Ron’s answer covered the business context, content delivery, content creation, and the opportunities. Of particular interest to bloggers is content creation:
Blogs, podcasts, wikis, XML, and other new (web 2.0) technologies will affect content creation more than [content] delivery. Law firms have always generated a lot of content. Now, via blogs and RSS, they can distribute it more widely at low cost (see, e.g., the list of large firm blogs and RSS feeds). Government content is increasingly available over the web, with some agencies adding value over time (e.g., the SEC will add XBRML tags to EDGAR). Separately, low cost hardware and software platforms let niche content providers thrive. The growth of law firms, the government, and niche players as content providers could threaten publishers.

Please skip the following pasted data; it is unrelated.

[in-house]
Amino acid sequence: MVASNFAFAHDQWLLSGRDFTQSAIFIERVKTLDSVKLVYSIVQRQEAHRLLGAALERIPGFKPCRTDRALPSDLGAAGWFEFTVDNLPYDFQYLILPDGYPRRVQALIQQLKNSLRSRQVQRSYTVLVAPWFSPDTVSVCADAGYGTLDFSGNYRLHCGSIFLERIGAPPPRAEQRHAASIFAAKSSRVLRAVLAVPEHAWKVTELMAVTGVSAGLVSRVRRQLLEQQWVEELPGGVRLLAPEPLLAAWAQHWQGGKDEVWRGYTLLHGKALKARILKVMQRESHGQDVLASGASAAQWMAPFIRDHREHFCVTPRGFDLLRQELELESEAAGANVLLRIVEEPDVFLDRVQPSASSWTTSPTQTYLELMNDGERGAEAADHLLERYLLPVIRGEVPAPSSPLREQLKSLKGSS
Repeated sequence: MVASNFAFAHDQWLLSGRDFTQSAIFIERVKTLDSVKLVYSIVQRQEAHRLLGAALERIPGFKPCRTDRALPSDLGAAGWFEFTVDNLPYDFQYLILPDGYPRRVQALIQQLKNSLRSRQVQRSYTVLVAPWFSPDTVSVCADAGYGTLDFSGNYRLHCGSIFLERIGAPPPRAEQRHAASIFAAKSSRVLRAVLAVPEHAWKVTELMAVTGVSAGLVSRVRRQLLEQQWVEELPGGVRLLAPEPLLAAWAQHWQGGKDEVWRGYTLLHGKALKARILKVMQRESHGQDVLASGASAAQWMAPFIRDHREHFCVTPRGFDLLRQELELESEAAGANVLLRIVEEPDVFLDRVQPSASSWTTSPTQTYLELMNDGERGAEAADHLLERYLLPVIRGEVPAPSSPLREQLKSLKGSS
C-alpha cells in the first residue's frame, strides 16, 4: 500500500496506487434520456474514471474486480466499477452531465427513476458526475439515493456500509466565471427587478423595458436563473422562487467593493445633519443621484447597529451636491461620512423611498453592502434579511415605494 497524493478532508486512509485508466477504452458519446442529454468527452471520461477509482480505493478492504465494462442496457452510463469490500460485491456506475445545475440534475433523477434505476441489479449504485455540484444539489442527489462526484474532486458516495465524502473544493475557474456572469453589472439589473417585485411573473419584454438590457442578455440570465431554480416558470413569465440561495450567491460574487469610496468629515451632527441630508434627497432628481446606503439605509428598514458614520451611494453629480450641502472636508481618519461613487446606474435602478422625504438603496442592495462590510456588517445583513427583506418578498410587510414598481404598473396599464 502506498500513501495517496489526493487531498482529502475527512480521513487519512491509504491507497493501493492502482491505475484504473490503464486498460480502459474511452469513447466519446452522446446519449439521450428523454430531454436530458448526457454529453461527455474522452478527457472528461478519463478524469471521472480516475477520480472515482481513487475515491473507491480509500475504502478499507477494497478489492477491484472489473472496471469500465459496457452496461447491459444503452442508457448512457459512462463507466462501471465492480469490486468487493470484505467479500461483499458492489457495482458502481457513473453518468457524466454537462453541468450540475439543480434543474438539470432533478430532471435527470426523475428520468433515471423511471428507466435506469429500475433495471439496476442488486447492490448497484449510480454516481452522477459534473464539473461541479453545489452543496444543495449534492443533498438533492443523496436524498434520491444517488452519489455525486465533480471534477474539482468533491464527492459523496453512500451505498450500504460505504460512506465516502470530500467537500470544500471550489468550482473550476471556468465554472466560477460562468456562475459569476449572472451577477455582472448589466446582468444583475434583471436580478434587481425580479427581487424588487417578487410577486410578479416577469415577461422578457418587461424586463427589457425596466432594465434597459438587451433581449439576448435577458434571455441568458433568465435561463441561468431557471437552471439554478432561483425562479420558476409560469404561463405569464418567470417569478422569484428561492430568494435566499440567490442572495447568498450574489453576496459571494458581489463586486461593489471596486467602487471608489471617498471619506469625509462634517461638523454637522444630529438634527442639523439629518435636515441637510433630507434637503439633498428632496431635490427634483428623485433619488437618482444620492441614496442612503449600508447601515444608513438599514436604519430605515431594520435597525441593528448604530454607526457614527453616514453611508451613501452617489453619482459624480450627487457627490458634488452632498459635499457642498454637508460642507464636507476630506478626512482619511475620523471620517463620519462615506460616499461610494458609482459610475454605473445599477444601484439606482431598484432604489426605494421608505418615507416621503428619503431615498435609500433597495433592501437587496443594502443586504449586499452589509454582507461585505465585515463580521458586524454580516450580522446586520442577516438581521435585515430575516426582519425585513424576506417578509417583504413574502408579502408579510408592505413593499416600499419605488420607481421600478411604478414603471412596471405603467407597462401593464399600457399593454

Ron’s right that “publishers can take advantage of new technologies to expand their delivery channels and customer base.”
However, legal publishers better realize right away that empowering legal bloggers with strong publishing platforms and distributing their content, without editing same and with value adds, yet to be determined (beyond just aggregation), is the business model that will bring the greatest growth.